In this article I’m going to explain how to remove sprockets from a freewheel. My Koga Miyata Adventure had a rear wheel with a 7-speed Sachs freewheel on it. A freewheel that was not supposed to be there considering the Shimano SL-AT-50 thumbshifter was a 6-speed.
At first I thought I was dealing with a Shimano Uniglide cassette, which uses the same technology of keeping the sprockets in place using the smallest cog instead of a lock ring. However the “made in France” told me otherwise.
Unlike Uniglide cassettes the sprockets on the Sach cassette are not reversible. But, considering the cassette is probably from 1989, the teeth we’re in excellent condition.
The 80s we’re the years where Shimano would start to dominate the cycling industry with the introduction of groupsets, and high-quality components for relatively low prices. In the end I would opt to remove the freewheel body altogether. I was able to buy a brand-new 6-speed Shimano freewheel cassette (without any play in the body) for just over 13 euros. And since the chain needed to go as well I decided it would be a good idea to replace both together.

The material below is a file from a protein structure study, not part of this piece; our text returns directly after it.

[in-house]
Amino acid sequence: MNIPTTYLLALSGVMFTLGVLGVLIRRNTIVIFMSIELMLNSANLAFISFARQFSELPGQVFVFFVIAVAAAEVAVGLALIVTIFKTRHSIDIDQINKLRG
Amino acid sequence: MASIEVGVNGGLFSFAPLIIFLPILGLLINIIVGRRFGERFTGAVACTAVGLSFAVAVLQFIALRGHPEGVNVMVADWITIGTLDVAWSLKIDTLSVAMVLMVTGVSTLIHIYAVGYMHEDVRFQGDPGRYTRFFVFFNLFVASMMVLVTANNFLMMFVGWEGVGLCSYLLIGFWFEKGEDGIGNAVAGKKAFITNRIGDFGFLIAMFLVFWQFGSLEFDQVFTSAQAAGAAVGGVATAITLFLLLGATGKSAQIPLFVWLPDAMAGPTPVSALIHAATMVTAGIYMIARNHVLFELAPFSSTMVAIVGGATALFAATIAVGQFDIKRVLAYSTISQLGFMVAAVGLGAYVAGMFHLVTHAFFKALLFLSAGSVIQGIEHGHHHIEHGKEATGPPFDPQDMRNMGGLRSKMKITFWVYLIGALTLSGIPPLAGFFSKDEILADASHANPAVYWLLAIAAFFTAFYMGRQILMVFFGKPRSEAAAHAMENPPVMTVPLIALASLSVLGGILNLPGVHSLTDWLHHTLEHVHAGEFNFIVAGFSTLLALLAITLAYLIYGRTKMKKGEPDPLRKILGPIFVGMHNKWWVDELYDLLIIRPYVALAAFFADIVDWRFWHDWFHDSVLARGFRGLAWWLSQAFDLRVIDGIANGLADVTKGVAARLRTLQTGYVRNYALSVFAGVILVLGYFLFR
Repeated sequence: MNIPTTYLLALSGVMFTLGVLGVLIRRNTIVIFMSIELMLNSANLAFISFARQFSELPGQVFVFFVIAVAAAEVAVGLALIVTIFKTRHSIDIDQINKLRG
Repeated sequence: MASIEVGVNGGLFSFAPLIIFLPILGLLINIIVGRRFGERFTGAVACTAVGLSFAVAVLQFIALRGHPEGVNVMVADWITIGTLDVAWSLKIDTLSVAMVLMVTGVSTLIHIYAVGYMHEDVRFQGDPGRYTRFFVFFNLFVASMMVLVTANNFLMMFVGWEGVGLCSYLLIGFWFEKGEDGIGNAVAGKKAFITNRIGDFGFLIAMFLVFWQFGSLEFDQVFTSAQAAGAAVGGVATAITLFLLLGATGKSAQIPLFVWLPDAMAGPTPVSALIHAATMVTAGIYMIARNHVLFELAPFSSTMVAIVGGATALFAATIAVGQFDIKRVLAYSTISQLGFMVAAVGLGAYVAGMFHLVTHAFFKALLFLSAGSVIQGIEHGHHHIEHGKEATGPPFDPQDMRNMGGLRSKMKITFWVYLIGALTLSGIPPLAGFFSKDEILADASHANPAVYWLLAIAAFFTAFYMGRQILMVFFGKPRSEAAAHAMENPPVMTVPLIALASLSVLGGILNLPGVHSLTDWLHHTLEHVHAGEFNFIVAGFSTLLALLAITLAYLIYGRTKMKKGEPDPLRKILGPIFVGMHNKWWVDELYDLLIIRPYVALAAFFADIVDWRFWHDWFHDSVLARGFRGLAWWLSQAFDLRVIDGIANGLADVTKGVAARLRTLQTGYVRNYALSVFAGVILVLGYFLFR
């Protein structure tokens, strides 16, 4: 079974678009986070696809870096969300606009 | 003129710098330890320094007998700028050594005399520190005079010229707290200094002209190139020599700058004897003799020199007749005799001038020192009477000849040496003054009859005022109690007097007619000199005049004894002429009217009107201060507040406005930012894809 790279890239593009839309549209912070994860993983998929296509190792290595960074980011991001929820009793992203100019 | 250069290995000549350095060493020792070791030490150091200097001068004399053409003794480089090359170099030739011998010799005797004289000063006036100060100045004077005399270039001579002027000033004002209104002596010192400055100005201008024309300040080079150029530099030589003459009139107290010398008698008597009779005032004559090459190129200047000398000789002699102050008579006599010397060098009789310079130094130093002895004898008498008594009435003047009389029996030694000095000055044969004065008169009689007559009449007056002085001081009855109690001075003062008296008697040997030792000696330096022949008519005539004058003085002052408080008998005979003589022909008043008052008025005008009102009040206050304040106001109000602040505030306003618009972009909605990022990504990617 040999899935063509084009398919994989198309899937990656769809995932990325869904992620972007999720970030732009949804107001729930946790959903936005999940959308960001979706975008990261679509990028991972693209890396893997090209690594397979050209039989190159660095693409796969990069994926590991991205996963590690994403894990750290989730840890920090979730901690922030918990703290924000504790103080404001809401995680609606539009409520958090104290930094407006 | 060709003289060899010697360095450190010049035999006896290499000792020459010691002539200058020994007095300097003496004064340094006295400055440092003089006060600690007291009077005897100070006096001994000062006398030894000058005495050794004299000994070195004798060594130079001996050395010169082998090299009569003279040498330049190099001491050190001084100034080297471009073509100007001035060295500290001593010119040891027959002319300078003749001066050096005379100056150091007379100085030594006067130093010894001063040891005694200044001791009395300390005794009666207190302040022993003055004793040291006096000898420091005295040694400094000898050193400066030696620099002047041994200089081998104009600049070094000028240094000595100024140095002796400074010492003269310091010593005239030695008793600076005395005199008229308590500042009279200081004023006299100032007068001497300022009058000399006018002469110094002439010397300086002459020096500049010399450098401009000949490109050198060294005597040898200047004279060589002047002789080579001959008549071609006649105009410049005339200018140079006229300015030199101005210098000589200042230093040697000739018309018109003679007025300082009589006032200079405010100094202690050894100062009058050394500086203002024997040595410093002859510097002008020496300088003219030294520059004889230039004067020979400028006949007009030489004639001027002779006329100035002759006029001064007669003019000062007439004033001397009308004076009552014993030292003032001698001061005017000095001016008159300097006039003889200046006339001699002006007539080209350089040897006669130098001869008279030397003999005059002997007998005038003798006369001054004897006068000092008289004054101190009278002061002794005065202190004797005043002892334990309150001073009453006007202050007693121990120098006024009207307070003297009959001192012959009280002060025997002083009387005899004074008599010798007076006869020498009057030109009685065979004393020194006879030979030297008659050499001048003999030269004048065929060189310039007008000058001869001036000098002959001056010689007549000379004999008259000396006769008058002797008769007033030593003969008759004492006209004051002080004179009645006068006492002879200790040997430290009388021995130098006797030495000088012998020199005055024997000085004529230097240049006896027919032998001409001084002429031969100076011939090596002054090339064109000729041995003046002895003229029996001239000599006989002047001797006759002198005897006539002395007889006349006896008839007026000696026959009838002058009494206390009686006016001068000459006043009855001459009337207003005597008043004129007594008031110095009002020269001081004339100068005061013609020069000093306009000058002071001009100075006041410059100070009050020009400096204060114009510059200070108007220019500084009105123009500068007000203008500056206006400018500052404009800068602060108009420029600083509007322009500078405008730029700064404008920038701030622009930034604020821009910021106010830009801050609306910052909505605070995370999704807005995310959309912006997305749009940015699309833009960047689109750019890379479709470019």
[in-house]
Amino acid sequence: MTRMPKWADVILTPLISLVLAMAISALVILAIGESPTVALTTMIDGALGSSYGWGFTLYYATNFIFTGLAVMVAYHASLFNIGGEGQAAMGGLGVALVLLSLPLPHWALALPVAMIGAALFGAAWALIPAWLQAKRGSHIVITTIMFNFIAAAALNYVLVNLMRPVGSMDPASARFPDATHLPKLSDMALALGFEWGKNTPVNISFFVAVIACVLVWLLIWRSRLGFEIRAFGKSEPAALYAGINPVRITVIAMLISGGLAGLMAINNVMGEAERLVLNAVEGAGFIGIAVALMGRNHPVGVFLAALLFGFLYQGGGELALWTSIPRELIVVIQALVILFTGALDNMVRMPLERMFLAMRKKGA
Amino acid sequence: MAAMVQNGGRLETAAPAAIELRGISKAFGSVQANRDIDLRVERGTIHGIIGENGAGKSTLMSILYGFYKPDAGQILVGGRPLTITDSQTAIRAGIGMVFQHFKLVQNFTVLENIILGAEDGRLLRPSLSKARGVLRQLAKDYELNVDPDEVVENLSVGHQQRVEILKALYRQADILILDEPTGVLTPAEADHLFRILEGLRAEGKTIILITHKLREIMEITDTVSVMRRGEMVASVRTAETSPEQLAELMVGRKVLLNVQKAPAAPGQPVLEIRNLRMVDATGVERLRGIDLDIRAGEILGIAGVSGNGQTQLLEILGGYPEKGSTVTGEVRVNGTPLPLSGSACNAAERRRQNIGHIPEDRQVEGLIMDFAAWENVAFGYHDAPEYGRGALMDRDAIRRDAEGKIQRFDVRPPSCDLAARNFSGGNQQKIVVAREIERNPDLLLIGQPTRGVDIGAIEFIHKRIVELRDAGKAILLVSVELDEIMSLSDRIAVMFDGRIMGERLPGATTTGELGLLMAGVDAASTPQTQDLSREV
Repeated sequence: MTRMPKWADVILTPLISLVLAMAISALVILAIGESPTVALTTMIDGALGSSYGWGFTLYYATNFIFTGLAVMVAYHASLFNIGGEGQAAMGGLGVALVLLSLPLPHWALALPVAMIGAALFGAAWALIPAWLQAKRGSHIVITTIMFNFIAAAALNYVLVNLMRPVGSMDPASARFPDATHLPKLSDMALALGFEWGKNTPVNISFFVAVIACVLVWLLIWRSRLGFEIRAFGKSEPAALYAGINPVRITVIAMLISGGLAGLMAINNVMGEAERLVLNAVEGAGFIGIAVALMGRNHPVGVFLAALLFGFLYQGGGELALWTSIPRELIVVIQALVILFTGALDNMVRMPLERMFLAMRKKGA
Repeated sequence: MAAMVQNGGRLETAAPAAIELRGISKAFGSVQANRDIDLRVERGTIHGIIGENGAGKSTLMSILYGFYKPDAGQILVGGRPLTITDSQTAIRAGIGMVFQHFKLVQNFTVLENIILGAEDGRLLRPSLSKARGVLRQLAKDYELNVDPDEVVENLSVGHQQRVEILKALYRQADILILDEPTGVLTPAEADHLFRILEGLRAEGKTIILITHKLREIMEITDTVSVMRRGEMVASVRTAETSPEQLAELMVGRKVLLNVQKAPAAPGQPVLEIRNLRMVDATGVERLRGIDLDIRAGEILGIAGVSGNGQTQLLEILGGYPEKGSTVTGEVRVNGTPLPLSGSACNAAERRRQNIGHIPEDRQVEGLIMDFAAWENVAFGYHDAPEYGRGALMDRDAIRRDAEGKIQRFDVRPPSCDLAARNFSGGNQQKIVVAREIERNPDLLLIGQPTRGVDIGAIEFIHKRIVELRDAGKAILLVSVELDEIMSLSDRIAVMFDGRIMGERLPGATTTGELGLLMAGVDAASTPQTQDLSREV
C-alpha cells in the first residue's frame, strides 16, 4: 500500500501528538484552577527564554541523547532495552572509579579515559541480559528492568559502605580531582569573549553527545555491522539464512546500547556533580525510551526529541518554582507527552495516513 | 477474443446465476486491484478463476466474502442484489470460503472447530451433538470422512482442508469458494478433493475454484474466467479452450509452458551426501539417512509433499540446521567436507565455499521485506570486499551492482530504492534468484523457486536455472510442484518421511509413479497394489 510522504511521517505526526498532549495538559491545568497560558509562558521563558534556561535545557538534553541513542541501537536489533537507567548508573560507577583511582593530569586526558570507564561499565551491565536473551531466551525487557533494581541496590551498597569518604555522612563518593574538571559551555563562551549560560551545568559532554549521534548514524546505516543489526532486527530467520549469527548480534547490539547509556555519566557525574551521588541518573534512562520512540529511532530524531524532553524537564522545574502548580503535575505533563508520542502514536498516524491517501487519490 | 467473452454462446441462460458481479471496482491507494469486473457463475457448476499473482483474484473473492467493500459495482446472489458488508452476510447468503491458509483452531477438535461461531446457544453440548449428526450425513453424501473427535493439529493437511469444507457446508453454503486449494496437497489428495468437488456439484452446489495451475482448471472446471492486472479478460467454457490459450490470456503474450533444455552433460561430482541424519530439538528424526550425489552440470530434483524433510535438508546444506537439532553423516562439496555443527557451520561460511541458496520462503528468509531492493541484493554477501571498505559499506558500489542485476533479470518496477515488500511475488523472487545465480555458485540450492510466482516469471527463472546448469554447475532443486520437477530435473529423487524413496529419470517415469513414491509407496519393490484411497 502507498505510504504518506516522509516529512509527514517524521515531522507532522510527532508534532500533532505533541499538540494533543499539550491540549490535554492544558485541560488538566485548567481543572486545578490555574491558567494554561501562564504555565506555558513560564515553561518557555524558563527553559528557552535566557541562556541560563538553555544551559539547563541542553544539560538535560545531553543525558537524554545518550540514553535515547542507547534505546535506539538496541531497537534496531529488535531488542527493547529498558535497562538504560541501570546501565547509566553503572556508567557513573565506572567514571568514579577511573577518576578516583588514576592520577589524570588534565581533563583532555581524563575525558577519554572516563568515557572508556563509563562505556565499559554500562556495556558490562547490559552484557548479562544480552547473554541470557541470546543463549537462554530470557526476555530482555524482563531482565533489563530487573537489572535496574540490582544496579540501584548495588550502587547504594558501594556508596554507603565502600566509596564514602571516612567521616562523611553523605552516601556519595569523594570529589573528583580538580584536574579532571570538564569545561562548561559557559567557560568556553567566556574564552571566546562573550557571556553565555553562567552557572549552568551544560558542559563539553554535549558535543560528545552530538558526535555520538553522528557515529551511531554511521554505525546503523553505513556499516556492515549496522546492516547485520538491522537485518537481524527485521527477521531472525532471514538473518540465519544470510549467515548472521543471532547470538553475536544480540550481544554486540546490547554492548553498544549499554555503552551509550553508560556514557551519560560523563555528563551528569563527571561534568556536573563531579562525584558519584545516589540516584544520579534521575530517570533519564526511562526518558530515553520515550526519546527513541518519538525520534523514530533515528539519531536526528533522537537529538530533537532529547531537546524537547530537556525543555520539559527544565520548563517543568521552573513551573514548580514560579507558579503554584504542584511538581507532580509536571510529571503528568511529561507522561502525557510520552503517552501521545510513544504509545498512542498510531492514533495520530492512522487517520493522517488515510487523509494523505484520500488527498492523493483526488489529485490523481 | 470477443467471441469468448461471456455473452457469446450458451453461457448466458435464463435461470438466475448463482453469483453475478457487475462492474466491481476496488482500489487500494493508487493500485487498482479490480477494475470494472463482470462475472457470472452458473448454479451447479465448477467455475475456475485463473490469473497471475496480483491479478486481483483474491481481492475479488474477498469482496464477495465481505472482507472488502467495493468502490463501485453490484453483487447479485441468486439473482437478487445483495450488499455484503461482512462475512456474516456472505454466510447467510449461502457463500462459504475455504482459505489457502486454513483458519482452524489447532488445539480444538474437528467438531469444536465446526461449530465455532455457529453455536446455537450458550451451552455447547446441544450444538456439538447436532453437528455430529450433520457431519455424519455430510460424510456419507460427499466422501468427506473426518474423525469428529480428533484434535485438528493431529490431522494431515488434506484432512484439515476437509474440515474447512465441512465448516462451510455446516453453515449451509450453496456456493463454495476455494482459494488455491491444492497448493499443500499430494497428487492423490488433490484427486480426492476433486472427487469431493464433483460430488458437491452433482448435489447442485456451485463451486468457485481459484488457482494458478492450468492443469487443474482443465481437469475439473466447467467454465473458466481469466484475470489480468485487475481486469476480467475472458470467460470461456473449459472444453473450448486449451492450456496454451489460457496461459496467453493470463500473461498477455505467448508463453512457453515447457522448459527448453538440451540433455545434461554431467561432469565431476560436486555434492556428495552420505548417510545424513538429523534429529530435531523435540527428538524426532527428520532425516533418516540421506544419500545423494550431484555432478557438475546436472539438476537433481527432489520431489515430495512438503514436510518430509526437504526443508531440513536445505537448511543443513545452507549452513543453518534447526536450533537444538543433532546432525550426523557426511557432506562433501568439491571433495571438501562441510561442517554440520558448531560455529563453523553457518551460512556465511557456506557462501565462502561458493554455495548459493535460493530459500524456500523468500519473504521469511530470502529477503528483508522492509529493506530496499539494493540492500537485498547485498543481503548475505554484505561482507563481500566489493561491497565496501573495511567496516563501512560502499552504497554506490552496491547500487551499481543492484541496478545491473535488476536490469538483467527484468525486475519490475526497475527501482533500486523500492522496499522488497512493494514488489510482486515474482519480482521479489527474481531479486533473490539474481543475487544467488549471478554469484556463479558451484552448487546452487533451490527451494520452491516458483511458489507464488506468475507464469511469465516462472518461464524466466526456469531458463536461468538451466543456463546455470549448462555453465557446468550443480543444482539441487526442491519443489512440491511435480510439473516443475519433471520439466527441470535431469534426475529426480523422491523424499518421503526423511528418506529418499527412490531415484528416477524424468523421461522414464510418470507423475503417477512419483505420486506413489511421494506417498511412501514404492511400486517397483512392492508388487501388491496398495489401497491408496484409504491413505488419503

If I’m in need of a 7-speed freewheel I’ll use this one, but for now it was nothing but a learning experience in how to remove the sprockets.
Removing the locking sprocket
The cassette consists of loose sprockets and spacers. The smallest sprocket has the spacer integrated into it, because the inside is threaded and screws onto the top part of the freewheel body.
Getting this sprocket of the hub is straightforward, if not for the fact that it can be really tight. Like a number of other objects that are screwed on (think bottom bracket).
And the chain actually serves as a wrench only tightening this sprocket even more through the decades.
You’ll need two chain whips to loosen the sprocket. One to keep the cassette in place while you unscrew the sprocket with the other. I used a chain whip from Decathlon to loosen the sprocket. And I have mixed feelings about this one. The reason being that instead of a more traditional chain whip, it only engages three teeth at most.
And I had difficulty getting the chain whip in place, with the room between teeth seemingly smaller than the tips of the protruding elements on the chain whip. The end result was that because I only engaged two teeth at first I cracked one, but this is probably my fault in being too impatient.
When you remove sprockets from a freewheel make sure you protect your hands. The sprocket will loosen suddenly and it’s not uncommon to loose some skin on the knuckles in the process, by scraping them on the spokes of the wheel.
I had more luck on the second try.
And that’s how you remove sprockets from a freewheel!